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Growing up in the Blitz

The 'Blitz' was the name given to the sustained bombing of London between September 1940 and May 1941.


Clearing bomb damaged buildings on South Molton Street

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Clearing bomb damaged buildings on South Molton Street
During the Blitz, 1.4 million Londoners were bombed out of their homes. This photograph shows two Civil Defence workers clearing the rubble from bomb damaged buildings on South Molton Street.

Inside a public shelter in Peckham

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Inside a public shelter in Peckham
As the night-time raids became more frequent people began to take shelter under ground. A census in 1940 suggested that in central London 4% of people were sheltering in the tube network, 9% in public shelters and 27% were sleeping in homemade Anderson shelters. The rest were either at work or were in their own homes.
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Children at a station platform during their evacuation

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Children at a station platform during their evacuation
Long before the Blitz, British cities had prepared for the destruction to come. In the first four days of the war, 3 million people were evacuated from towns to the countryside - biggest and most concentrated mass movement of people in Britain's history. Most of the evacuees were schoolchildren who had been labelled like pieces of luggage, separated from their parents and accompanied instead by 100,000 teachers.

Tea party for Bermondsey children evacuated to Worthing

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Tea party for Bermondsey children evacuated to Worthing
For many children, war-time evacuation was a life-enhancing, mind-broadening experience, leaving them with memories they treasure to this day. Others, however, were beaten, mistreated and abused by families who did not want them and did not care about them. Many of the hosts complained about having to house dirty and malnourished children from places like Deptford and Bermondsey.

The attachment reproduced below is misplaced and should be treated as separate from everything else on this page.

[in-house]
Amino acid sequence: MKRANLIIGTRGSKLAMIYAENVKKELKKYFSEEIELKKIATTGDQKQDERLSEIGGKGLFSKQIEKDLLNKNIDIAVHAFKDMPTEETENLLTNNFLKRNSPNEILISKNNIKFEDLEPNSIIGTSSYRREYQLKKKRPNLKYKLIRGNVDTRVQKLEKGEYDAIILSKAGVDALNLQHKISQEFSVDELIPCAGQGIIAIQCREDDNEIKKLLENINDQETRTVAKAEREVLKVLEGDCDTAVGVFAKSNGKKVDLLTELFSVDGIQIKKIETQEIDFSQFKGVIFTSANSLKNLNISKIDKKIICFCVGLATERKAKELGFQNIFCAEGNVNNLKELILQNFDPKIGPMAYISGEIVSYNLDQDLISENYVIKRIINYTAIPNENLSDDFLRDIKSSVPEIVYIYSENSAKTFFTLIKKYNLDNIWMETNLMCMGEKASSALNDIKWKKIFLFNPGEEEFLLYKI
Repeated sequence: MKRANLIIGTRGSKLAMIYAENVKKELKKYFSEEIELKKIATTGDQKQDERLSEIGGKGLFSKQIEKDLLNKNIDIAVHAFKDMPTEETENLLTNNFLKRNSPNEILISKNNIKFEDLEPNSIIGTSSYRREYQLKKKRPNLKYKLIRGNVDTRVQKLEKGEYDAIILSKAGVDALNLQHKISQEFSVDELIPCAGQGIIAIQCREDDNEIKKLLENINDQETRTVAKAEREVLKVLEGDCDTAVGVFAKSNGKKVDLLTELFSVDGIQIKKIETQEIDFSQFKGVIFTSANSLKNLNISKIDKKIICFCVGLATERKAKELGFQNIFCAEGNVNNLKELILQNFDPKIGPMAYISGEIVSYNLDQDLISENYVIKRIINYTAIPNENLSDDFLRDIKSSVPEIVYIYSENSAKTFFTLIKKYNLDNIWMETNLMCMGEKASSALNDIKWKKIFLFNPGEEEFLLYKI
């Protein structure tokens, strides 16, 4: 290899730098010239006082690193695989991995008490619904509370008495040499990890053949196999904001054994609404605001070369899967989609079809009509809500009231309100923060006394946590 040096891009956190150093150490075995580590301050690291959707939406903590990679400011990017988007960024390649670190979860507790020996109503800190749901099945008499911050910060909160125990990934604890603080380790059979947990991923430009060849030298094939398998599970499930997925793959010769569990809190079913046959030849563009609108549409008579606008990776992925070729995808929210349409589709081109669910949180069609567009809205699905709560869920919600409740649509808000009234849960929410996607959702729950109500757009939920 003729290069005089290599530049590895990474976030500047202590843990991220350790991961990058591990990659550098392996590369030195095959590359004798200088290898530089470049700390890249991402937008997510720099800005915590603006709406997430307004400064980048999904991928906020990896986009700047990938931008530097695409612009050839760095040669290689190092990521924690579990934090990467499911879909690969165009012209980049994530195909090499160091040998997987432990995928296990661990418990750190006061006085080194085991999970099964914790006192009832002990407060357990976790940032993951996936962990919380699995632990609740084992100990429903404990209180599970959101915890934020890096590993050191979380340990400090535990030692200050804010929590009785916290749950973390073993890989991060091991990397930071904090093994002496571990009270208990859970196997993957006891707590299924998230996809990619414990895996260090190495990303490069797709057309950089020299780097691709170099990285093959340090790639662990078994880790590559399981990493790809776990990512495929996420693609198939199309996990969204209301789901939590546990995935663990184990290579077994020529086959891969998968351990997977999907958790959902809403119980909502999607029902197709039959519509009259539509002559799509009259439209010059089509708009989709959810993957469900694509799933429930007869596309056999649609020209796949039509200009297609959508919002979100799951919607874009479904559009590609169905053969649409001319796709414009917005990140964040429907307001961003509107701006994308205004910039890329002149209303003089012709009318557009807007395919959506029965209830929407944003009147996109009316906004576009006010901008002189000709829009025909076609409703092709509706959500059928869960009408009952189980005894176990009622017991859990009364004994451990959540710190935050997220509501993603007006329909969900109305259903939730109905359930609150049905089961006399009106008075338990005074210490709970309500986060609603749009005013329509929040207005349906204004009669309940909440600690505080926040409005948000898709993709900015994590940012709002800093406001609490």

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Ration book and clothing book

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Ration book and clothing book
Food rationing began in January 1940. Each person was allowed a specific amount of basic foods. Clothes rationing began in 1941 and a new kind of 'utility clothing' was introduced, using cheap materials and the minimum amount of cloth. People were encouraged to 'make do and mend' their worn out clothes.

Ration queue

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Ration queue
Goods such as bread, alcohol and tobacco were not rationed, in order to keep up morale. As the war went on, even bread became in short supply, and long queues would form outside shops. Rationing did not end with the war - bread rationing had to be introduced in July 1946 and many goods remained rationed until the mid-1950s.
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Con Shipton of the Deptford Light Rescue Service

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Con Shipton of the Deptford Light Rescue Service
At 16, children were considered too young to fight in the war but old enough to help with the war effort at home. Some joined the Light Rescue Service. All members were taught how to cut off supplies of gas, water and electricity to damaged buildings. They were also trained in putting out small fires, tackling incendiaries, giving first aid and resuscitation techniques.

The 'Little Blitz'

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The 'Little Blitz'
In 1944 Hitler launched a new campaign against London, conducted not by bombers, but by V1 Flying Bombs and V2 rockets. Over 9,200 people were killed during this 'Little Blitz'. Once again, the eastern and southeastern districts near the port bore the brunt of the German attacks.
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Find out more
StoriesDocklands and the Blitz
London in the firing line
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StoriesDefending the East End
Dealing with the Blitz
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Fact fileWinston Churchill
Wartime Prime Minister
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GalleriesVideoThe 20th-century port video gallery
From 1914 to the present day
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StoriesThe 20th-century port
The changing fortunes of Docklands and the port
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National Maritime Museum/Royal Observatory GreenwichNew Opportunities Fund 
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